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Three bidders left standing for Dodgers

Mar 23, 2012, 7:33 PM EDT

Los_Angeles_Dodgers_Logo

We’re getting close to the end here, folks.

Bill Shaikin of the Los Angeles Times passes along word that the field of bidders for the Dodgers was narrowed down to three earlier today. They are:

  • The group led by hedge-fund billionaire Steven Cohen and philanthropist Patrick Soon-Shiong;
  • The group led by Magic Johnson and veteran MLB and NBA executive Stan Kasten; and
  • The group led by St. Louis Rams owner Stan Kroenke.

The group led by Memphis Grizzlies owner Michael Heisley and Tony Ressler, a minority investor with the Brewers, was eliminated. So was a bid by Stanley Gold and the family of the late Roy Disney.

We could have a resolution here pretty quickly, as MLB owners are expected to vote on the three remaining bidders early next week. Outgoing owner Frank McCourt has agreed to identify the winning bidder by April 1. Overall bids are reportedly in the range of $1.3-1.6 billion, which would establish a new record sale price for an American sports franchise.

  1. mybrunoblog - Mar 23, 2012 at 8:23 PM

    Fred Wilpon to his good friend bud selling “way to go bud, get guys like frank McCourt out of MLB!”

  2. goforthanddie - Mar 23, 2012 at 8:33 PM

    For that price, the parking etc. better be included. McCourt needs to be removed from the situation completely.

  3. lostsok - Mar 23, 2012 at 8:55 PM

    As a Dodger fan, hoping for Magic…in every sense of the word.

  4. cup0pizza - Mar 23, 2012 at 9:56 PM

    Hopefully not Cohen. It seems like this whole nightmare will never end.

    • Kevin S. - Mar 24, 2012 at 12:05 PM

      Strongest endorsement I’ve heard for Cohen yet.

  5. addict2sport - Mar 24, 2012 at 8:16 AM

    McCourt is keeping ownership of the parking lot though right? That should be a deal breaker.

    • paperlions - Mar 24, 2012 at 8:35 AM

      No, he’s not. Once of the entities included in the bankruptcy filing includes the parking lots. Without them and the attached property, the Dodgers/stadium would get even 40% of the rumored bid amount.

      • Kevin S. - Mar 24, 2012 at 10:10 AM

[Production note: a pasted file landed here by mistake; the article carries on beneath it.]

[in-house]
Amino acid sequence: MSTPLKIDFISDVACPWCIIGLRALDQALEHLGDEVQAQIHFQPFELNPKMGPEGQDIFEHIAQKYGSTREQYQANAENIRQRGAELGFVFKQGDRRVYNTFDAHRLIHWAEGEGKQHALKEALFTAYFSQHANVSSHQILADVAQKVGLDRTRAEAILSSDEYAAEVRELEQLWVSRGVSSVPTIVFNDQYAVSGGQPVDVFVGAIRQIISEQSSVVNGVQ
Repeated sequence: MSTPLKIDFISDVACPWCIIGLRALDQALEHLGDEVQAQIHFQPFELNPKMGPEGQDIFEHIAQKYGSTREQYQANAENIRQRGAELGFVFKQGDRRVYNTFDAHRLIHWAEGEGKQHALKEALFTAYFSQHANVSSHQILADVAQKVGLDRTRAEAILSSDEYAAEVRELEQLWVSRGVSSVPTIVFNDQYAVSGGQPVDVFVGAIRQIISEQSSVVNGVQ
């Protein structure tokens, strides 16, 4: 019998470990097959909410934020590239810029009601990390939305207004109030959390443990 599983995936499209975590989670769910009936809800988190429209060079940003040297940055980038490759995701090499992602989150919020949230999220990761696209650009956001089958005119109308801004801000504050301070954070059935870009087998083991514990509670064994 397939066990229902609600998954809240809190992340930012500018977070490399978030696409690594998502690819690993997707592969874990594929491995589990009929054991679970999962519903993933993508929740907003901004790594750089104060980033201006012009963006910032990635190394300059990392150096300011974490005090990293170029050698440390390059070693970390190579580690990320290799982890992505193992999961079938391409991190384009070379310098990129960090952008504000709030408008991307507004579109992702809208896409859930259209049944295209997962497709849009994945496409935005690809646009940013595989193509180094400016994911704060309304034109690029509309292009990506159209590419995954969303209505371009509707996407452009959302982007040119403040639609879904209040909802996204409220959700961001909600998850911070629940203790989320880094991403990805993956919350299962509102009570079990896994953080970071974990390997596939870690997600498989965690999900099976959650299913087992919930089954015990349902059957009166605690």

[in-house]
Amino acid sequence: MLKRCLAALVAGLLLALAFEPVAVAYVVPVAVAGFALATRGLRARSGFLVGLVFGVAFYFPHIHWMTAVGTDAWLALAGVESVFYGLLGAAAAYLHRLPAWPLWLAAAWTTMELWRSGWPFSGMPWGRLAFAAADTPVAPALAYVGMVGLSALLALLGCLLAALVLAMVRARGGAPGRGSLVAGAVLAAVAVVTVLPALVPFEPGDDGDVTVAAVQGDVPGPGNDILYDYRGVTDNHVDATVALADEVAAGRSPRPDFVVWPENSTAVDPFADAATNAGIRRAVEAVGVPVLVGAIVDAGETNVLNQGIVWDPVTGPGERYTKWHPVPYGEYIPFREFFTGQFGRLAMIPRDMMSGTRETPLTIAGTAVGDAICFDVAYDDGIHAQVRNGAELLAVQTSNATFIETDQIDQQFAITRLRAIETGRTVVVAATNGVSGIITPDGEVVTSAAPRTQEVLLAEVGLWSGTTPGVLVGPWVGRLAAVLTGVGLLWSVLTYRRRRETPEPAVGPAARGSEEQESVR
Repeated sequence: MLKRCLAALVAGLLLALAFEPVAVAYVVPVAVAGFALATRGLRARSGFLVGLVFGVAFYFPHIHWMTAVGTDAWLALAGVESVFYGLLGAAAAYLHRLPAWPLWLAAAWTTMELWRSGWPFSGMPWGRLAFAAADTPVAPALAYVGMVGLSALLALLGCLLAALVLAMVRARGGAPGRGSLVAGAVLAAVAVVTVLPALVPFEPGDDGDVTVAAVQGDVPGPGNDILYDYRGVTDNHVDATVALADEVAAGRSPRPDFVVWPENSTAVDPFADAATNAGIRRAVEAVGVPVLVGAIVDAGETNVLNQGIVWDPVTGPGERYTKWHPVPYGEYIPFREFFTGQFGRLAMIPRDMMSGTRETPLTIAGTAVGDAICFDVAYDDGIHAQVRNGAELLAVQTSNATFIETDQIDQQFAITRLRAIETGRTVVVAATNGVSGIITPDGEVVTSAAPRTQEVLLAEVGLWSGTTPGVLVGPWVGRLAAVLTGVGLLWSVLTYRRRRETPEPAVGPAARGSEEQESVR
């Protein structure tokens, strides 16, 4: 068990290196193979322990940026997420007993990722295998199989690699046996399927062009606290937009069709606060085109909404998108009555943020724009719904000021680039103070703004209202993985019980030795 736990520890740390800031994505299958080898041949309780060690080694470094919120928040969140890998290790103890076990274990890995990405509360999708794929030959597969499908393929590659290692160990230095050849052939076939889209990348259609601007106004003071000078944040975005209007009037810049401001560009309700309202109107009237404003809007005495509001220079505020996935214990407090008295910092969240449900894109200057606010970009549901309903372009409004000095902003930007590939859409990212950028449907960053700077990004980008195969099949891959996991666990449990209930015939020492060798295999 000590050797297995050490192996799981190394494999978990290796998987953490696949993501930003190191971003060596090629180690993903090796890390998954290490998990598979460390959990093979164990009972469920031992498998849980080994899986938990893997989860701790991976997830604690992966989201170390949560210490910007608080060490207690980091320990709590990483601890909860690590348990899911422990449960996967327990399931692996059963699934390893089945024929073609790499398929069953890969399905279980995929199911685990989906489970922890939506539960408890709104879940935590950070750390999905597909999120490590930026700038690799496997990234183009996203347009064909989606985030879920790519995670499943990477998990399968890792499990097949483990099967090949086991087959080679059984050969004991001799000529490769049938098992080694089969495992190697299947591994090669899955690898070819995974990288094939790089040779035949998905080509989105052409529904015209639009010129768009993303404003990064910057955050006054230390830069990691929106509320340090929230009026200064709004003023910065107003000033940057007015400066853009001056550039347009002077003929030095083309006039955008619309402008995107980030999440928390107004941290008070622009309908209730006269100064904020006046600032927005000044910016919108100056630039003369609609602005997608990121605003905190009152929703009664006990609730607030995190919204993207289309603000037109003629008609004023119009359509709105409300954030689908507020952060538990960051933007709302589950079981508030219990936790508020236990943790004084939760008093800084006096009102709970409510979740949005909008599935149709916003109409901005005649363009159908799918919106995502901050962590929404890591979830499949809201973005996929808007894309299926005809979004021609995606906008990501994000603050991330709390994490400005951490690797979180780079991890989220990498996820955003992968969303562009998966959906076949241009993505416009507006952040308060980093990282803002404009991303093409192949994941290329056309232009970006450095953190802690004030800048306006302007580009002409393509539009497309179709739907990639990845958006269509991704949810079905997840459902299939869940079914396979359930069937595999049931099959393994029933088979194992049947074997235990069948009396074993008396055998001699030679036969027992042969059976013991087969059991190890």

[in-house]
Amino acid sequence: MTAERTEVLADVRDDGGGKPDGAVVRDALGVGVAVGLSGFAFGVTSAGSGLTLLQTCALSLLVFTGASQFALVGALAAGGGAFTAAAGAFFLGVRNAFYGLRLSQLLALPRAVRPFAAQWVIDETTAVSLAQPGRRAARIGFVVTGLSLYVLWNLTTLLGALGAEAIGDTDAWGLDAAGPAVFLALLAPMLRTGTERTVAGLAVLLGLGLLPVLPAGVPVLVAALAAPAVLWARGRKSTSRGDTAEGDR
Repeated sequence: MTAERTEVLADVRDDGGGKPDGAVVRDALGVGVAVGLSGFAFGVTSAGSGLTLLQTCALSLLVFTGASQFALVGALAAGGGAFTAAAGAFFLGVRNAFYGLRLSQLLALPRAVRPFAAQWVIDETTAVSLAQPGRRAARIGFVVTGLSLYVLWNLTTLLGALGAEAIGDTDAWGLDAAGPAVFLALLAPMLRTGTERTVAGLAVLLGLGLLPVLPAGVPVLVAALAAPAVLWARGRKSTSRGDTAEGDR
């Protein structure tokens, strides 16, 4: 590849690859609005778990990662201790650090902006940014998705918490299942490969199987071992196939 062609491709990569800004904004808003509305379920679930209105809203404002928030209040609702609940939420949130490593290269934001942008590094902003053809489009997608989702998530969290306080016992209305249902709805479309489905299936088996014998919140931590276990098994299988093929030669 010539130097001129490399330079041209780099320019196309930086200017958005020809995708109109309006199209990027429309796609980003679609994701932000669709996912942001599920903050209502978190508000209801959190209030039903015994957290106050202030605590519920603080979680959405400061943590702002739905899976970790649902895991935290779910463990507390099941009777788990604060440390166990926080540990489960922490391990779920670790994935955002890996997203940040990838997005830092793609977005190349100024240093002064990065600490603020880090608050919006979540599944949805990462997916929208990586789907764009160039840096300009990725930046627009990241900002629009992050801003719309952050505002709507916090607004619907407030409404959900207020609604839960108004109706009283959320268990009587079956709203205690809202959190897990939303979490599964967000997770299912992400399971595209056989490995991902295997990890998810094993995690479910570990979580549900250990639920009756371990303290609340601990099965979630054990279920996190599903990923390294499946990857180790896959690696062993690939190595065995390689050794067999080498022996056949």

I don’t think the lots were included. There was a brouhaha last month about a couple groups dropping out because they couldn’t get the lots.

      • paperlions - Mar 24, 2012 at 12:56 PM

        It is kind of complicated. The prospective buyers were told that they could include the parking lots in their bids, which they are doing. So even if the lots aren’t technically in bankruptcy, the groups bidding on the dodgers can still include them as part of the package they are bidding on….without the lots, the bids would be a lot lower.

      • Kevin S. - Mar 24, 2012 at 2:40 PM

        Well, of course they can include them in their bids… but my understanding was that they weren’t. It’s possible that what I read was incorrect, though. Have any linkage about the lots being in?

  6. 4d3fect - Mar 24, 2012 at 8:27 AM

    AFAIK Selig let McParkinglot keep the lots broken out separately.

    To mix metaphors here: by design (difficult for me to use that word in business-of-baseball context) the McCancer has not been completely cut out of the body and will likely metastasize and kill the patient–not before a lot of expensive operations, e.g., multiple complete walletectomies, &c.

  7. Utley's Hair - Mar 24, 2012 at 10:37 AM

    Ya gotta love people whose job is “philanthropist.” Does that pay well? How can I get in on that?

    • jwbiii - Mar 24, 2012 at 8:42 PM

      Easy.
      1. Invent a few drugs.
      2. Start a pharmaceutical company.
      3. Sell it for a few billion dollars.
      4. Repeat steps 1 through 3.
      At this point, you will have quite a few billions, and you can spend your time giving your money away and trying to buy baseball teams and such. I would imagine it pays very well.

  8. yahmule - Mar 24, 2012 at 10:53 AM

    Of course Bud Selig will do anything in his power to keep helping out his white collar criminal croney. Anybody who doesn’t realize that hasn’t been paying attention.

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